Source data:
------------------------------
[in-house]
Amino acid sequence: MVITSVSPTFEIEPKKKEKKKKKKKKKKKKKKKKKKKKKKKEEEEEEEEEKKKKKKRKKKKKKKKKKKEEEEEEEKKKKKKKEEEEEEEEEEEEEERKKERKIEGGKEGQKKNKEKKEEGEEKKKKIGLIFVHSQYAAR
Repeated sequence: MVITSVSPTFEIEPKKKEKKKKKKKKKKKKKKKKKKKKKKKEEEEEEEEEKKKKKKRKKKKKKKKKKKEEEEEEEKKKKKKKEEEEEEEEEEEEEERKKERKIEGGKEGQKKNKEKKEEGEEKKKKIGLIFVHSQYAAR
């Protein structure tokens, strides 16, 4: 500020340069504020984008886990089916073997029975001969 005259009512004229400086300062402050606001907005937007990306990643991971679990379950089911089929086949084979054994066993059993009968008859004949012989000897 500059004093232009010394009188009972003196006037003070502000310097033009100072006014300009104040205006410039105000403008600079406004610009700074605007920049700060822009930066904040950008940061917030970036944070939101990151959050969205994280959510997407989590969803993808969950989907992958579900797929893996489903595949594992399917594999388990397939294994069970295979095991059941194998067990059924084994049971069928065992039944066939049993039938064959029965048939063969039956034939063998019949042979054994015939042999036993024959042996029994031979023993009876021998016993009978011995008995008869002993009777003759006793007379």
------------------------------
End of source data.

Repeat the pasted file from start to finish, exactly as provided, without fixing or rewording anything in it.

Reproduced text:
[in-house]
Amino acid sequence: MVITSVSPTFEIEPKKKEKKKKKKKKKKKKKKKKKKKKKKKEEEEEEEEEKKKKKKRKKKKKKKKKKKEEEEEEEKKKKKKKEEEEEEEEEEEEEERKKERKIEGGKEGQKKNKEKKEEGEEKKKKIGLIFVHSQYAAR
Repeated sequence: MVITSVSPTFEIEPKKKEKKKKKKKKKKKKKKKKKKKKKKKEEEEEEEEEKKKKKKRKKKKKKKKKKKEEEEEEEKKKKKKKEEEEEEEEEEEEEERKKERKIEGGKEGQKKNKEKKEEGEEKKKKIGLIFVHSQYAAR
């Protein structure tokens, strides 16, 4: 500020340069504020984008886990089916073997029975001969 005259009512004229400086300062402050606001907005937007990306990643991971679990379950089911089929086949084979054994066993059993009968008859004949012989000897 500059004093232009010394009188009972003196006037003070502000310097033009100072006014300009104040205006410039105000403008600079406004610009700074605007920049700060822009930066904040950008940061917030970036944070939101990151959050969205994280959510997407989590969803993808969950989907992958579900797929893996489903595949594992399917594999388990397939294994069970295979095991059941194998067990059924084994049971069928065992039944066939049993039938064959029965048939063969039956034939063998019949042979054994015939042999036993024959042996029994031979023993009876021998016993009978011995008995008869002993009777003759006793007379």